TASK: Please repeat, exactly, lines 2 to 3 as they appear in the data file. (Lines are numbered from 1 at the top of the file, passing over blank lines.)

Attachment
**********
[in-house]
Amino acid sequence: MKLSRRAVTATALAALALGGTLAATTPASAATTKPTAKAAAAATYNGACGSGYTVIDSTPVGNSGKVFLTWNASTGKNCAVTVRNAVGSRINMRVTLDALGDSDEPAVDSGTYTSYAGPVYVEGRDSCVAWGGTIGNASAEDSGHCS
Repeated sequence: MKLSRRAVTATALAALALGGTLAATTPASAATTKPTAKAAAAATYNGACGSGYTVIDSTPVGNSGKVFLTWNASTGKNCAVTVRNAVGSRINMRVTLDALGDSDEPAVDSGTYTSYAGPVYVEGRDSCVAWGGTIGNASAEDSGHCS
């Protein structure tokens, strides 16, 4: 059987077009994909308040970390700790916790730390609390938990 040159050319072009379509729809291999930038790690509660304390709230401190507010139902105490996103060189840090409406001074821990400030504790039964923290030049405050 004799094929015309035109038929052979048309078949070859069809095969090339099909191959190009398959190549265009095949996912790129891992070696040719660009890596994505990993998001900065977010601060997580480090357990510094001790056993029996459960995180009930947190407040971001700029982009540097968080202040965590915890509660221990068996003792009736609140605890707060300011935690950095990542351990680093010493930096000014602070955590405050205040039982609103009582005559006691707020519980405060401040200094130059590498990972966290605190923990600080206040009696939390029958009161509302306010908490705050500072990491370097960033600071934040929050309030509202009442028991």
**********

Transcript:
Amino acid sequence: MKLSRRAVTATALAALALGGTLAATTPASAATTKPTAKAAAAATYNGACGSGYTVIDSTPVGNSGKVFLTWNASTGKNCAVTVRNAVGSRINMRVTLDALGDSDEPAVDSGTYTSYAGPVYVEGRDSCVAWGGTIGNASAEDSGHCS
Repeated sequence: MKLSRRAVTATALAALALGGTLAATTPASAATTKPTAKAAAAATYNGACGSGYTVIDSTPVGNSGKVFLTWNASTGKNCAVTVRNAVGSRINMRVTLDALGDSDEPAVDSGTYTSYAGPVYVEGRDSCVAWGGTIGNASAEDSGHCS